The Newman Government also took part in “voodoo politics” wherein they delivered policy and changes in government they said they would not do in the lead-up to their election. An example is Campbell Newman telling the electorate that public servants had nothing to fear from the election of a conservative government, then sacking thousands of them once he had assumed power. Australian governments are utilising a technique asserting that once they are elected, promises need to be broken as the last government has left the “books” in such a bad state. It seems likely the electorate is tiring of promises made by opposition parties that cannot be delivered once government is achieved. The simple message is not to promise what you cannot deliver and do not promise something, when you have a different policy agenda waiting in the drawer. Australia has even had the strange situation of a federal government arguing it did not need to keep some promises as they were “non-core promises”. Broken promises that are seen as obvious mistruths must inevitably lead to a break-down in trust. Trust is vital to the popularity of any government and its ability to enact reform. Government cannot reform unless it is in power and so trust has to be taken into account and not cynically managed as part of a political spin campaign, when things are not going to plan. So what is the message for the federal government and even the Queensland government?
Be consistent. One of the first acts of Newman Government was to cancel funding for the Premier’s Literary Awards, something not mentioned before the election. The new government argued the budget was in such a poor state that savings had to be made. They also argued the previous Bligh Government had wasted too much public money on government advertising. Then 2014 saw just about every form of public communication (radio, television, newspapers, internet) blitzed with Queensland government advertising. Who knows what that cost has been, at a time when the LNP Government argued the state was buried in public debt? The minimal savings from the cancelling of the Awards and the sacking of public servants then looked like cynical, inconsistent acts. The Queensland Government spent public money launching a research website, asking the population how debt should be reduced. When given the choice of raising taxes or selling assets the electorate opted for increasing taxes. The Government’s response was to launch an expensive campaign to convince the electorate it was wrong and assets needed to be “leased”.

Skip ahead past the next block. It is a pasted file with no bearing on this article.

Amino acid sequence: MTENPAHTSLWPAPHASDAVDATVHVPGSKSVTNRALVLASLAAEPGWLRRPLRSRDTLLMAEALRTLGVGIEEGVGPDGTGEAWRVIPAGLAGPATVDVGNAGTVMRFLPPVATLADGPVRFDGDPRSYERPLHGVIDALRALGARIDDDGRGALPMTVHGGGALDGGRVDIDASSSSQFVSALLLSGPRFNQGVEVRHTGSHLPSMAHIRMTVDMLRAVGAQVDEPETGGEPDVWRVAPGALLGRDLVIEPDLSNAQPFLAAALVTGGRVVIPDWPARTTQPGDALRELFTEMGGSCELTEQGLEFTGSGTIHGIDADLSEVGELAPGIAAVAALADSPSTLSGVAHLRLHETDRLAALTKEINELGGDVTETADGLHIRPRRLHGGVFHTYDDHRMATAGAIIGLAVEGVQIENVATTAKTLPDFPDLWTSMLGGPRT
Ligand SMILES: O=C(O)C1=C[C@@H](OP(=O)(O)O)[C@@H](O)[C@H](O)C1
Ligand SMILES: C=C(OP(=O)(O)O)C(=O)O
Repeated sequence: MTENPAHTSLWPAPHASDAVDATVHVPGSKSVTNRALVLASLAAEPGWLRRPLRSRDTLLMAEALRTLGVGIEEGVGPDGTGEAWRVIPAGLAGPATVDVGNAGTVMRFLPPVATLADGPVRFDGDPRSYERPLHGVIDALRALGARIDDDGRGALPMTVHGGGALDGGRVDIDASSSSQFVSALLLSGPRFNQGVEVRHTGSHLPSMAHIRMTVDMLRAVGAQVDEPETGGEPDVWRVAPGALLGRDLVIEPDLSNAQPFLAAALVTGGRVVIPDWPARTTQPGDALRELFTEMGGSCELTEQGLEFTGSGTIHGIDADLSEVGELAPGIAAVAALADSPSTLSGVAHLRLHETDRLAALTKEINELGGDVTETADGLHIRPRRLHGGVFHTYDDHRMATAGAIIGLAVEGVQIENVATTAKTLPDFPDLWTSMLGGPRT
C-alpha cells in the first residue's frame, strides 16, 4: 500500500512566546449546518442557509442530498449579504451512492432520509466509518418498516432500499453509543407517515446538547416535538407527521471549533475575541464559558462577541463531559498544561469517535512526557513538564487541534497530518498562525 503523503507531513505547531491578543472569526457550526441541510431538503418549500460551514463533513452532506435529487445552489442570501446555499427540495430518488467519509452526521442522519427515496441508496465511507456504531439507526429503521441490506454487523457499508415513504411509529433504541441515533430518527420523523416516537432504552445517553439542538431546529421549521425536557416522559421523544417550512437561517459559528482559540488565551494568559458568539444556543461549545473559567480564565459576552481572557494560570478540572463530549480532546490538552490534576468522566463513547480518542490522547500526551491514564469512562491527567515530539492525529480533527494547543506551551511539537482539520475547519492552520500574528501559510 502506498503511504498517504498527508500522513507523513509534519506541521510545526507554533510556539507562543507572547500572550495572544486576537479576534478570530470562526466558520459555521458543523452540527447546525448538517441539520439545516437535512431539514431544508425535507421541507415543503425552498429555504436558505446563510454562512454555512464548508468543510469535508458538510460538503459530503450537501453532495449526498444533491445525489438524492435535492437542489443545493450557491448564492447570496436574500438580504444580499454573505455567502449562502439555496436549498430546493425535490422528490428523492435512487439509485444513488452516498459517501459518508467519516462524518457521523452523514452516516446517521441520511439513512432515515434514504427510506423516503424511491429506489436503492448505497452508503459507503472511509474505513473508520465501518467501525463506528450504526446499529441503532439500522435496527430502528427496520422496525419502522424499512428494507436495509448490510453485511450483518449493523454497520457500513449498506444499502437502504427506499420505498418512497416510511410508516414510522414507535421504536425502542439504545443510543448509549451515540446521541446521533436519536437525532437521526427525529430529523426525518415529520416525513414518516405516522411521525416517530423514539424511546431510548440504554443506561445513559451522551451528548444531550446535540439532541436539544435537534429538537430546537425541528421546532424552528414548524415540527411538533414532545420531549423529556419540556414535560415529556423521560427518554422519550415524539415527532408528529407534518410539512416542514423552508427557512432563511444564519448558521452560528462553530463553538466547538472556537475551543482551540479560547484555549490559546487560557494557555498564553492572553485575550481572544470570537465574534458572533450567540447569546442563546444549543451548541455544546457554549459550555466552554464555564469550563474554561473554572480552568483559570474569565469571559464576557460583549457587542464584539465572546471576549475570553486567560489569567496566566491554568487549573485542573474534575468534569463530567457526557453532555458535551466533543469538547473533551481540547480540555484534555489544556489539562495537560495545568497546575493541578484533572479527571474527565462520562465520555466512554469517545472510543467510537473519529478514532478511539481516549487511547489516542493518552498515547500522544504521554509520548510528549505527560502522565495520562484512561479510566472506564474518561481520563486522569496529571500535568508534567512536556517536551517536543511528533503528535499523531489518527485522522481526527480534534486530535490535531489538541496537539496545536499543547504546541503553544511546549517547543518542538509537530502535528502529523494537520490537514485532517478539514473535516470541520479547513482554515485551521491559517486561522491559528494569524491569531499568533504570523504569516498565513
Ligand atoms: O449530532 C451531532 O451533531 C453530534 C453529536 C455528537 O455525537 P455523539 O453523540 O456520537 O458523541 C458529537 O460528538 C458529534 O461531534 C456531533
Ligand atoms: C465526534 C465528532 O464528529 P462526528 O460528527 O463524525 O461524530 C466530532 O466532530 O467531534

At a federal government level the Abbott Government is also suffering the same problem of inconsistency. Australia’s universal health system is sacred to the majority of its population. The current federal government seems determined to introduce additional co-payments to visit the doctor, as a “price signal” to deter what they see as unnecessary medical visits. Whilst this policy has currently slipped to the backpage, the government does argue Medicare costs are spiralling out of control and are unsustainable in the long-term. So what is inconsistent about this policy? The money harvested from co-payments would not go to Medicare, to reduce the public debt, or to assist the “budget emergency” that the government argues exists. Instead the payments would go to a Medical Research Fund. The inconsistency is even greater when commonwealth spending cuts to research (eg the CSIRO) have been so extensive.
Governments at both federal and state levels warn voters they should not vote for the “other side” as they are incompetent or cannot be trusted. They try to enliven memories of mistakes made by previous governments as demonstrations of what that party might do in the future. What the Newman Government and the Abbott Government do not seem to understand is that Australians are comfortable and perhaps enjoy voting out what they perceive as “bad” government. They often do not vote in an opposition they see as the answer to all their problems. Think of the waning popularity of Tony Abbott and remember that he was never particularly popular. He gained power because the Australian electorate lost trust with the Rudd and Gillard Governments and worried the internal leadership machinations of the ALP smacked of self-interest. The rejection of the Newman Government may be yet another example of this electoral behaviour. So whilst no blueprint exists, what lessons for our governments can be learnt? The following suggestions are hardly revolutionary, but are often forgotten by governments of all political persuasions.
First, they need to develop a platform of public policy reform that is relevant, before they are in government. Bring that platform to the people and develop their trust that the reforms are possible, needed and in their interests and the interests of the country as a whole. They cannot hide as a small target, commence rule with commissions of audit and then surprise the electorate with hitherto unknown policy prescriptions. If they have to do something that was not previously mooted, there needs to be slow, moderate and careful explanation about what has changed and why different policy is necessary.